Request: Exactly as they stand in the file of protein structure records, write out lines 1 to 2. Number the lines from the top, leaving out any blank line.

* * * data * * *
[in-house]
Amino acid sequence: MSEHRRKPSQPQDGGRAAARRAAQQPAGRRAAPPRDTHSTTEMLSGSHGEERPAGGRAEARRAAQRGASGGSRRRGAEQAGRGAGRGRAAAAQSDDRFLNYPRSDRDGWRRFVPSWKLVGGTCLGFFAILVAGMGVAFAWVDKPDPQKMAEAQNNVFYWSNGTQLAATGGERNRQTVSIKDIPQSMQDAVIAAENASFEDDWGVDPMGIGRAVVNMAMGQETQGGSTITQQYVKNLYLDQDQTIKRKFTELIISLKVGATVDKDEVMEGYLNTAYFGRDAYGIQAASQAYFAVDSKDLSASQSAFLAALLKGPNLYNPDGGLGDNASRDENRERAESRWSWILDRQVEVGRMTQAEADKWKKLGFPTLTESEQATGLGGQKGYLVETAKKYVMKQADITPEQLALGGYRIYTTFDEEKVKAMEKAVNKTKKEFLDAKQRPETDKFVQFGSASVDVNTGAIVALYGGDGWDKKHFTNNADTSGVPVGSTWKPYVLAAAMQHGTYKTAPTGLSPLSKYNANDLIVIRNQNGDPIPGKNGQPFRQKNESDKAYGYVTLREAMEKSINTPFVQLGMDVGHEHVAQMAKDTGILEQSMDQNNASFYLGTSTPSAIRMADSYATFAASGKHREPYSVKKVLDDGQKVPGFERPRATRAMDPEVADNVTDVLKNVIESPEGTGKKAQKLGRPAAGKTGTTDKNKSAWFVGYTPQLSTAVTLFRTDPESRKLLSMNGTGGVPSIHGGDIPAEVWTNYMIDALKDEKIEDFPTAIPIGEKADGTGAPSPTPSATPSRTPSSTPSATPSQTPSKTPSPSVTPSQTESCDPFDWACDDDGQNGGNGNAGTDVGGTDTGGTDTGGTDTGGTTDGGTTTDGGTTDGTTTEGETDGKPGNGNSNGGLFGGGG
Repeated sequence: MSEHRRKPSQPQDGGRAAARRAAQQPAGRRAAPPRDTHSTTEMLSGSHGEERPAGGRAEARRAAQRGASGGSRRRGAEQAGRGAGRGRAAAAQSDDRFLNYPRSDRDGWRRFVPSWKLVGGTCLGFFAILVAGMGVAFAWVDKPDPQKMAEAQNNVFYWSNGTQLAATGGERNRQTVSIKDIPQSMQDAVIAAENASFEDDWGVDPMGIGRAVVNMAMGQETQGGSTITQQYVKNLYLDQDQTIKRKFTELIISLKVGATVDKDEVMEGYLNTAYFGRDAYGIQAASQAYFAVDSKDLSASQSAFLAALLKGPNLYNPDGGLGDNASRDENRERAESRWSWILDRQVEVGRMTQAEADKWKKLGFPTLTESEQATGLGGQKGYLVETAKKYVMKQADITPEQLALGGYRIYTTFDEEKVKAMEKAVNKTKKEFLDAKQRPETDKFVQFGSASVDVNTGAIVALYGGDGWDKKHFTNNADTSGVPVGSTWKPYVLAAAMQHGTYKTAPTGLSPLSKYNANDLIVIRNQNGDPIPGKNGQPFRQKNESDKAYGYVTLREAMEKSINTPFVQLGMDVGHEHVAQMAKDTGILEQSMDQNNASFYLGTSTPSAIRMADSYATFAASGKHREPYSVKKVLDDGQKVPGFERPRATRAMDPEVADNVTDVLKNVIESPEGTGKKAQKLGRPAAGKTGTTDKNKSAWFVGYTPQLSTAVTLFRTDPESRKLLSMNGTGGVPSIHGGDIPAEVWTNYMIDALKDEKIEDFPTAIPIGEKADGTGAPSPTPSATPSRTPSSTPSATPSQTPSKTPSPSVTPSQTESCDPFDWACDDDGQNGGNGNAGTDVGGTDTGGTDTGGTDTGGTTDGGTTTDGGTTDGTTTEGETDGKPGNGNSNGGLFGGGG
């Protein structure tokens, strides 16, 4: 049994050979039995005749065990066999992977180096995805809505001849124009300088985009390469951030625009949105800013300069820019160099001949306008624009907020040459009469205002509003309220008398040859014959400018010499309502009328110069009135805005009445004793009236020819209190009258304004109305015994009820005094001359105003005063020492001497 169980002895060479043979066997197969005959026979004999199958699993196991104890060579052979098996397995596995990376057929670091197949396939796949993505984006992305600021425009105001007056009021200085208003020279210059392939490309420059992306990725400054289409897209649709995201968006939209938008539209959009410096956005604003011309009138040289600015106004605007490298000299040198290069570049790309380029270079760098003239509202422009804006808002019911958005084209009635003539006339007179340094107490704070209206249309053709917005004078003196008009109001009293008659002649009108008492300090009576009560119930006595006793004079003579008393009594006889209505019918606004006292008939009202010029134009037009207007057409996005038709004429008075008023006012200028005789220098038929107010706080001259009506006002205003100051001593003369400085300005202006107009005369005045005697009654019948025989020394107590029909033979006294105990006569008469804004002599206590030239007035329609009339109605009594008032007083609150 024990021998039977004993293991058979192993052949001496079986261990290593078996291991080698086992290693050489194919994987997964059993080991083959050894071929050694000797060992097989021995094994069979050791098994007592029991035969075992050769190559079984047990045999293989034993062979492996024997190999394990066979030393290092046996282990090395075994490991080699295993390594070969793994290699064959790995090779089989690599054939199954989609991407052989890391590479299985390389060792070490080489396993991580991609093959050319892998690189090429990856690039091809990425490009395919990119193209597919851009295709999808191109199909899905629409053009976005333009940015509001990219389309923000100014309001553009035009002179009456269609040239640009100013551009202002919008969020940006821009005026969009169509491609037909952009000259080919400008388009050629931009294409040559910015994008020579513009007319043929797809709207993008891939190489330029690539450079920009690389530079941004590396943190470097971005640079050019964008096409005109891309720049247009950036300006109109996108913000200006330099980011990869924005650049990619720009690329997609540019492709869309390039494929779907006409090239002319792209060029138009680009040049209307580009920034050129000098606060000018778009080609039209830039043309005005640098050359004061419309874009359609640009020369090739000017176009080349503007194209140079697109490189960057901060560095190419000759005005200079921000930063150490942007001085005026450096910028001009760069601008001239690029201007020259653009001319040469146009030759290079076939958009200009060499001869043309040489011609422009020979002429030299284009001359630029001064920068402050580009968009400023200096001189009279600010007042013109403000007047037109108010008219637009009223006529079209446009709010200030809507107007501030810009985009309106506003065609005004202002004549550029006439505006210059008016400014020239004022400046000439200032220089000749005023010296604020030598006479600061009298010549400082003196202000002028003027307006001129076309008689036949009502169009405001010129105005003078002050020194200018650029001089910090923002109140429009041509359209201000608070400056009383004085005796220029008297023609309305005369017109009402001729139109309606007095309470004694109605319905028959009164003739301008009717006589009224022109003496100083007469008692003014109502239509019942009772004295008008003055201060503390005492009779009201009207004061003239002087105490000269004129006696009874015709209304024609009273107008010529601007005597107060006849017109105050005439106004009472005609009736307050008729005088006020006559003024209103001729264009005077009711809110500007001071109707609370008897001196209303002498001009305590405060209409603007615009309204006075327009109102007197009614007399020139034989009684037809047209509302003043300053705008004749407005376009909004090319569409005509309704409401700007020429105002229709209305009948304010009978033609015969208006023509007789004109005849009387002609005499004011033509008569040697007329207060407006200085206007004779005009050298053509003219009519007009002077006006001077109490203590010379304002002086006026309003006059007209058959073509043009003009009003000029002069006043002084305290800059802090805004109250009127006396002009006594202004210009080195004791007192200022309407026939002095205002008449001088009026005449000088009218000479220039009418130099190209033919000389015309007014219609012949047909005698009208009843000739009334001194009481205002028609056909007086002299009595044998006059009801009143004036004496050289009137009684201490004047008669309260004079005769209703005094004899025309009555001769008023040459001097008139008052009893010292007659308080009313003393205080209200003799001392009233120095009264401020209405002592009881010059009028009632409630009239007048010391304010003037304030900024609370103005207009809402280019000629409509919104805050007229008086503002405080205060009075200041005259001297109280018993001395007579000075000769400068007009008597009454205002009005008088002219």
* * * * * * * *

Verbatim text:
[in-house]
Amino acid sequence: MSEHRRKPSQPQDGGRAAARRAAQQPAGRRAAPPRDTHSTTEMLSGSHGEERPAGGRAEARRAAQRGASGGSRRRGAEQAGRGAGRGRAAAAQSDDRFLNYPRSDRDGWRRFVPSWKLVGGTCLGFFAILVAGMGVAFAWVDKPDPQKMAEAQNNVFYWSNGTQLAATGGERNRQTVSIKDIPQSMQDAVIAAENASFEDDWGVDPMGIGRAVVNMAMGQETQGGSTITQQYVKNLYLDQDQTIKRKFTELIISLKVGATVDKDEVMEGYLNTAYFGRDAYGIQAASQAYFAVDSKDLSASQSAFLAALLKGPNLYNPDGGLGDNASRDENRERAESRWSWILDRQVEVGRMTQAEADKWKKLGFPTLTESEQATGLGGQKGYLVETAKKYVMKQADITPEQLALGGYRIYTTFDEEKVKAMEKAVNKTKKEFLDAKQRPETDKFVQFGSASVDVNTGAIVALYGGDGWDKKHFTNNADTSGVPVGSTWKPYVLAAAMQHGTYKTAPTGLSPLSKYNANDLIVIRNQNGDPIPGKNGQPFRQKNESDKAYGYVTLREAMEKSINTPFVQLGMDVGHEHVAQMAKDTGILEQSMDQNNASFYLGTSTPSAIRMADSYATFAASGKHREPYSVKKVLDDGQKVPGFERPRATRAMDPEVADNVTDVLKNVIESPEGTGKKAQKLGRPAAGKTGTTDKNKSAWFVGYTPQLSTAVTLFRTDPESRKLLSMNGTGGVPSIHGGDIPAEVWTNYMIDALKDEKIEDFPTAIPIGEKADGTGAPSPTPSATPSRTPSSTPSATPSQTPSKTPSPSVTPSQTESCDPFDWACDDDGQNGGNGNAGTDVGGTDTGGTDTGGTDTGGTTDGGTTTDGGTTDGTTTEGETDGKPGNGNSNGGLFGGGG